According to an international group of religious leaders from various faiths, China’s Uighurs (also spelled Uyghurs) are facing a genocidal threat comparable to the Holocaust.

A written statement by a group of more than 70 prominent clerics was made public on August 8 and reported by The Guardian and The Jewish Chronicle. The Guardian quoted the religious leaders as calling violations of the Muslim minority's human rights in northeastern China “one of the most egregious human tragedies since the Holocaust.”

The suffering of Uighurs Compared to Holocaust

The Jewish Chronicle observed that "The text compares the repression...

to the Holocaust." The Guardian and The Jewish Chronicle quoted the statement as asserting, "The clear aim of the Chinese authorities is to eradicate the Uighur identity." The Jewish Chronicle noted that 20 British rabbis signed the written appeal for immediate action to stop what they called “the potential genocide" in the People's Republic of China.

The Guardian quoted the statement and the Jewish Chronicle as stressing: "After the Holocaust, the world said 'Never Again.' Today, we repeat those words 'Never Again' all over again."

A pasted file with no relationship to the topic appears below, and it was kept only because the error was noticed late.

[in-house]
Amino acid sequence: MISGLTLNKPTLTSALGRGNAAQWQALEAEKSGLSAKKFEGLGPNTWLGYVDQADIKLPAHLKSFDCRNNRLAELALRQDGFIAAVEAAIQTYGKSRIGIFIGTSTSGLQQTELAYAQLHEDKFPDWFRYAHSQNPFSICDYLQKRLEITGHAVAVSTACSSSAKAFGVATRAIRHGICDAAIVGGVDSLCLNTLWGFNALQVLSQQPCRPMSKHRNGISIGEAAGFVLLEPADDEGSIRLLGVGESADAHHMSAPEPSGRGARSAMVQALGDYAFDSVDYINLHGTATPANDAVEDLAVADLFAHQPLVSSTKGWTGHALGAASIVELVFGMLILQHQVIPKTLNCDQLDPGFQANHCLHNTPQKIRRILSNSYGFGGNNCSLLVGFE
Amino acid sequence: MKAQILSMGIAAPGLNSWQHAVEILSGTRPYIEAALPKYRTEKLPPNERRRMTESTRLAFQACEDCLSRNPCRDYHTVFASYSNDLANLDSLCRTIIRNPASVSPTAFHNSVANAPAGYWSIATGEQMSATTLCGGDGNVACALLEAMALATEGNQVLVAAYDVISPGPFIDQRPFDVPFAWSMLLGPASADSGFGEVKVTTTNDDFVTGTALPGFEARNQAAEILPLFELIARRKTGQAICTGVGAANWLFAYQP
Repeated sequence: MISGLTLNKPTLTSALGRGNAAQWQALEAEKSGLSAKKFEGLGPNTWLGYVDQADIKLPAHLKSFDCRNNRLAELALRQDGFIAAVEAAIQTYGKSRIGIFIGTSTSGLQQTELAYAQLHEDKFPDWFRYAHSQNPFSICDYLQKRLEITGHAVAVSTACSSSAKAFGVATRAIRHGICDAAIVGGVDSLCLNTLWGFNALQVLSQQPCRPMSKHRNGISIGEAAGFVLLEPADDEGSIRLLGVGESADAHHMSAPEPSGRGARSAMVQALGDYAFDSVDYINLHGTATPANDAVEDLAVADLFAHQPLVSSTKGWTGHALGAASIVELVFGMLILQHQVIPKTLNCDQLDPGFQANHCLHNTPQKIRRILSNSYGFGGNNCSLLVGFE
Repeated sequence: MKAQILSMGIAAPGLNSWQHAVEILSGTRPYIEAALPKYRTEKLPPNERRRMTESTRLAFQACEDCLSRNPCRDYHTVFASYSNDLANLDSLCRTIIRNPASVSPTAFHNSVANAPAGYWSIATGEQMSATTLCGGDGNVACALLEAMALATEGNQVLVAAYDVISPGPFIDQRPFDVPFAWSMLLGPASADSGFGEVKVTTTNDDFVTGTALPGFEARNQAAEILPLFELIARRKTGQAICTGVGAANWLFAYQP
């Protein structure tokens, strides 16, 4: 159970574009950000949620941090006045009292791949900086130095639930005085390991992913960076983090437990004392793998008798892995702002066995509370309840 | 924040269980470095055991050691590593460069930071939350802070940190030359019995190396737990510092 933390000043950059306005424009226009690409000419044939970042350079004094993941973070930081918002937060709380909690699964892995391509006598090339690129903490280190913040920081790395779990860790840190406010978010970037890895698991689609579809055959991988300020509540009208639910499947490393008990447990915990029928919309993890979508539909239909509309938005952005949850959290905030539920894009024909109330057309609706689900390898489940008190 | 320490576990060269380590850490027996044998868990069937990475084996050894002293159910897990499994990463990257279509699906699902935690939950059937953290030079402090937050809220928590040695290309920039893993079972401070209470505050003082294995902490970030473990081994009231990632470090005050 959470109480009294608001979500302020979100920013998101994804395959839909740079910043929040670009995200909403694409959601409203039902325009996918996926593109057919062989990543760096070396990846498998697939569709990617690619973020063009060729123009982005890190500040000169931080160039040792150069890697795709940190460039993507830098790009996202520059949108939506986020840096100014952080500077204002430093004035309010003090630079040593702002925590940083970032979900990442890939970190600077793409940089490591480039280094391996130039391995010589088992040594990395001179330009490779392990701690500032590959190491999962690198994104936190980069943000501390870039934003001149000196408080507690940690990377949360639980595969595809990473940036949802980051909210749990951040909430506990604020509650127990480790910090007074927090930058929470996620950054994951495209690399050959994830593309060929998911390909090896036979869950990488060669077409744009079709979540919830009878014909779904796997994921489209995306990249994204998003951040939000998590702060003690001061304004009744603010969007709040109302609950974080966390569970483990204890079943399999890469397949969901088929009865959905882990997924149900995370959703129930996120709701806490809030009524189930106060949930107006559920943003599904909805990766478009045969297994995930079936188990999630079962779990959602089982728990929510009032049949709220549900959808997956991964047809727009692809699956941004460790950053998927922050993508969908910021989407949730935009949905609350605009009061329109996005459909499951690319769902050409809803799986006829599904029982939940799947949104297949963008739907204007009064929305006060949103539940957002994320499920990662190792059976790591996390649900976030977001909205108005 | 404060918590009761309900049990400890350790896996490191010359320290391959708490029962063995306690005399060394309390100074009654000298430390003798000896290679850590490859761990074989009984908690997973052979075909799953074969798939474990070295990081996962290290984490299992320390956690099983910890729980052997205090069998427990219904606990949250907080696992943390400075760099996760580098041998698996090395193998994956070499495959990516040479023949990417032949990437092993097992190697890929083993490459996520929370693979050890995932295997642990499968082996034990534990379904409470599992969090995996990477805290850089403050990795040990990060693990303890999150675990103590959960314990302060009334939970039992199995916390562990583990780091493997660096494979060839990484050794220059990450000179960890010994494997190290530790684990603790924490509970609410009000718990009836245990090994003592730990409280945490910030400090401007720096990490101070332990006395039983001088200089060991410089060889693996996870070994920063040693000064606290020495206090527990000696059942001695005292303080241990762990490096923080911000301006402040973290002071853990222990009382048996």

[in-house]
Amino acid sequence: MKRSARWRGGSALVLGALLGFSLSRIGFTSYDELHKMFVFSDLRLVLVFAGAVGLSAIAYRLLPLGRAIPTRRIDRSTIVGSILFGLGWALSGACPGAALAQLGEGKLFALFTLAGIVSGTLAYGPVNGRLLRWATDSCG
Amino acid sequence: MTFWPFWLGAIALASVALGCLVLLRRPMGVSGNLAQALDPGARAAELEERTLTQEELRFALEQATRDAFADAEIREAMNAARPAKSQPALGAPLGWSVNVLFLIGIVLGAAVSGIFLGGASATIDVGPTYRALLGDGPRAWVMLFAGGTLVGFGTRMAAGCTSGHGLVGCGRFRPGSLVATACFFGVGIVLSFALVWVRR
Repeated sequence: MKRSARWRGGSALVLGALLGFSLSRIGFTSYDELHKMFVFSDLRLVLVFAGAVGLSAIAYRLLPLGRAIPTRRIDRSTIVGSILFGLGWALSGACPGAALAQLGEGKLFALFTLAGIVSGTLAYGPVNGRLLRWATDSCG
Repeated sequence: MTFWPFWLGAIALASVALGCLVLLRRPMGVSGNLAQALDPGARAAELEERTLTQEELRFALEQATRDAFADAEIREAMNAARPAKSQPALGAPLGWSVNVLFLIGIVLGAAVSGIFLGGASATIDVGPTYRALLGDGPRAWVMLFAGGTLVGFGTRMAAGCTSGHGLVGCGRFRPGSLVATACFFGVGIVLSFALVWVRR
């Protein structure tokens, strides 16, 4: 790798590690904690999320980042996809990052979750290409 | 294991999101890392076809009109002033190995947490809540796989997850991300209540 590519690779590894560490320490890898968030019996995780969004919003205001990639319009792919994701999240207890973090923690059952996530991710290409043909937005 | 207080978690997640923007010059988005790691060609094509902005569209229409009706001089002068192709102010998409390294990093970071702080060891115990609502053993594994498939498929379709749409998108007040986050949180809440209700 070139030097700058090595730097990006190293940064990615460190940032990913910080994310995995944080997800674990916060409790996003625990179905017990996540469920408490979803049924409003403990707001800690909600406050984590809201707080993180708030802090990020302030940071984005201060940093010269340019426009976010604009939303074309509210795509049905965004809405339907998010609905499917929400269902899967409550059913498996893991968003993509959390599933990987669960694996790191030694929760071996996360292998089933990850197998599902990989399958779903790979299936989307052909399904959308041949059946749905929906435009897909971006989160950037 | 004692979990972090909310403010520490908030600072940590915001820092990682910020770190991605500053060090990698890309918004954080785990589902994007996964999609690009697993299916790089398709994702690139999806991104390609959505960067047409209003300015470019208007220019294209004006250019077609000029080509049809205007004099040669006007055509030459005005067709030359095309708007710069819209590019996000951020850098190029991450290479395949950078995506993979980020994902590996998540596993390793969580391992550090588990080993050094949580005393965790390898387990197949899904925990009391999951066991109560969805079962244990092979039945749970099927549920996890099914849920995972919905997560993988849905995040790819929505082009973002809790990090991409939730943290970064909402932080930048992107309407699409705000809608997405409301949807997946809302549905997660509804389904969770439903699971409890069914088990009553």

The signatories were Rabbi Baroness Julia Neuberger and Senior Sephardi Rabbi Joseph Dweck, The Jewish Chronicle noted.

The former Archbishop of Canterbury Rowan Williams and the representative of the Dalai Lama in Europe also signed the statement, The Guardian said.

Uighurs Reportedly Sterilized Without Consent

According to both newspapers, the religious leaders referred to reports that Uighur women had been forcibly sterilized. The Jewish Chronicle quoted the leaders as saying the sterilizations could be an act of genocide according to the 1948 Genocide Convention.

The Guardian said there was evidence of "other methods of population reduction" besides involuntary sterilization.

Uighurs in 'Re-Education Camps'

The Guardian noted that there were reportedly a million people - mostly Uighurs - in what the Chinese government labeled as "re-education camps." The newspaper recalled that Chinese Ambassador to the United Kingdom Liu Xiaoming had recently said reports of Uighurs in concentration camps were fabrications.

UK Foreign Secretary Dominic Raab had responded by reiterating accusations of serious human rights abuses committed by the Chinese government against the Uighur people. According to The Guardian, Raab said people had to keep in mind the legal definition of genocide before making accusations against the Chinese government.

Rabbi Jonathan Sacks, former British chief rabbi, voiced his support for the Uighur people in a Tweet, which was quoted in The Guardian. The rabbi said the treatment of the Uighurs was “a moral outrage, a political scandal and a desecration of faith itself,” according to the newspaper.